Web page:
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Nosocomial Transmission of Hepatitis C Virus Associated With the Use of Multidose Saline Vials

  • Gérard Krause (a1) (a2), Mary Jo Trepka (a3), Robert S. Whisenhunt (a3), Dolly Katz (a2), Omana Nainan (a4), Steven T. Wiersma (a2) and Richard S. Hopkins (a2)...

Abstract

Objective:

To identify the source of an outbreak of acute hepatitis C virus (HCV) infection among 3 patients occurring within 8 weeks of hospitalization in the same ward of a Florida hospital during November 1998.

Design:

A retrospective cohort study was conducted among 41 patients hospitalized between November 11 and 19, 1998. Patients' blood was tested for antibodies to HCV, and HCV RNA-positive samples were genotyped and sequenced.

Results:

Of the 41 patients, 24 (59%) participated in the study. HCV genotype 1b infections were found in 5 patients. Three of 4 patients who received saline flushes from a multidose saline vial on November 16 had acute HCV infection, whereas none of the 9 patients who did not receive saline flushes had HCV infection (P = .01). No other significant exposures were identified. The HCV sequence was available for 1 case of acute HCV and differed by a single nucleotide (0.3%) from that of the indeterminate case.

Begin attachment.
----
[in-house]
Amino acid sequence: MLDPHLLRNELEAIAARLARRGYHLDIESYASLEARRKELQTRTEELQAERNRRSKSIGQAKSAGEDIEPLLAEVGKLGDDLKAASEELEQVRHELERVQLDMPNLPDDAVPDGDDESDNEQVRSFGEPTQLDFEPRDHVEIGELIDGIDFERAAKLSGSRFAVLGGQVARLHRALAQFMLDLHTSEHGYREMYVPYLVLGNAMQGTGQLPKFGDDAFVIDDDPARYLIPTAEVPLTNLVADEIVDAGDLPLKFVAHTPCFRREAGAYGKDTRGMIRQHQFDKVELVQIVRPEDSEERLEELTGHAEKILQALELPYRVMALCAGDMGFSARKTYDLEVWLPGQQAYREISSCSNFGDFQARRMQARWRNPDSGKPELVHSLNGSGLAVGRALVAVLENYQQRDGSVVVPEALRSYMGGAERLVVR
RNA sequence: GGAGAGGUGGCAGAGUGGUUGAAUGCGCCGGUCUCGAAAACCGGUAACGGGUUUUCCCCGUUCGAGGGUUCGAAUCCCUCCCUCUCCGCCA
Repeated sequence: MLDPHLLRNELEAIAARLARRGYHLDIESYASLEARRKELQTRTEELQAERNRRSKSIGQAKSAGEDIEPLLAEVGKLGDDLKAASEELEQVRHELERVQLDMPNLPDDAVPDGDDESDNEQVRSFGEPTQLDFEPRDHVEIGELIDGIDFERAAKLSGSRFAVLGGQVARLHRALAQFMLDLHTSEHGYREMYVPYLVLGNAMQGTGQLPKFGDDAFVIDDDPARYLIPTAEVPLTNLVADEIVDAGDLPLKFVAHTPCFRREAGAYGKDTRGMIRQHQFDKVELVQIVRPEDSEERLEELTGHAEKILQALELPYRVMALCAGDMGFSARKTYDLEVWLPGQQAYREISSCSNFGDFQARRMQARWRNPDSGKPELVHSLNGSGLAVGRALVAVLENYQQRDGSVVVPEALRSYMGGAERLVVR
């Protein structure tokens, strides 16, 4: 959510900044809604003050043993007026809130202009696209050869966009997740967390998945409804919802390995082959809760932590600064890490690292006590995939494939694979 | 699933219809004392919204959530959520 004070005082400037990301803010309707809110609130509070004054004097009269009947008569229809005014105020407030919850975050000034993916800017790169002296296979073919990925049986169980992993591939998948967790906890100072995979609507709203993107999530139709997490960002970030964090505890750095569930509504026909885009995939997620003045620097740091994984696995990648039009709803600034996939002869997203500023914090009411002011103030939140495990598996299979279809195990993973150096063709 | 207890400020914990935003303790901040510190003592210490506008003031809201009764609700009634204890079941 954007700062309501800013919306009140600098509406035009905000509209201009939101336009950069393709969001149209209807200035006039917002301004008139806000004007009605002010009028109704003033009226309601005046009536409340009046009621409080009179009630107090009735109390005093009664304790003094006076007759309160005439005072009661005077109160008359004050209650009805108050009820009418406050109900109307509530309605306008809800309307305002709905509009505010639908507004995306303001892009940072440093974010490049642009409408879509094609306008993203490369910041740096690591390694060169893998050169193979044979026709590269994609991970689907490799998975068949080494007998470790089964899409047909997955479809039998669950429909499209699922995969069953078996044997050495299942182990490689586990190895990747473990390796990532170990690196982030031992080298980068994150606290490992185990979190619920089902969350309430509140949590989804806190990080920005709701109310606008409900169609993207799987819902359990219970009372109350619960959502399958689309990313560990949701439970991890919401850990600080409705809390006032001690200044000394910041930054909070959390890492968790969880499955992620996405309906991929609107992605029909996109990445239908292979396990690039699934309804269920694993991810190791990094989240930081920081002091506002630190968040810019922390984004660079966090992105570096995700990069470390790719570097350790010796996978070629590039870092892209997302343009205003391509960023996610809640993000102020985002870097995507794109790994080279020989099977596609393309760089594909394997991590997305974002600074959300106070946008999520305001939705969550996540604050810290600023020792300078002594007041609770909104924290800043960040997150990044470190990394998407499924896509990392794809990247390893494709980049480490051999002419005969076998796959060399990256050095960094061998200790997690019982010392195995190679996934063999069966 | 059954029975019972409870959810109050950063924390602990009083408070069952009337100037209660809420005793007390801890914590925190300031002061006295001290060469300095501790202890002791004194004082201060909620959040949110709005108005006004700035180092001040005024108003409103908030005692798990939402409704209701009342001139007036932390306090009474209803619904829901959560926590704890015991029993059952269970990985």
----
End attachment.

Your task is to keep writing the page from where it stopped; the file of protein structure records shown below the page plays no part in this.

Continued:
Conclusion:

This outbreak of HCV probably occurred when a multidose saline vial was contaminated with blood from an HCV-infected patient. Hospitals should emphasize adherence to standard procedures to prevent blood-borne infections. In addition, the use of single-dose vials or prefilled saline syringes might further reduce the risk for nosocomial transmission of blood-borne pathogens.

Copyright

Corresponding author

Infektionsepidemiologie, Robert Koch-Institut, Seestr. 10, 13353 Berlin, Germany

References

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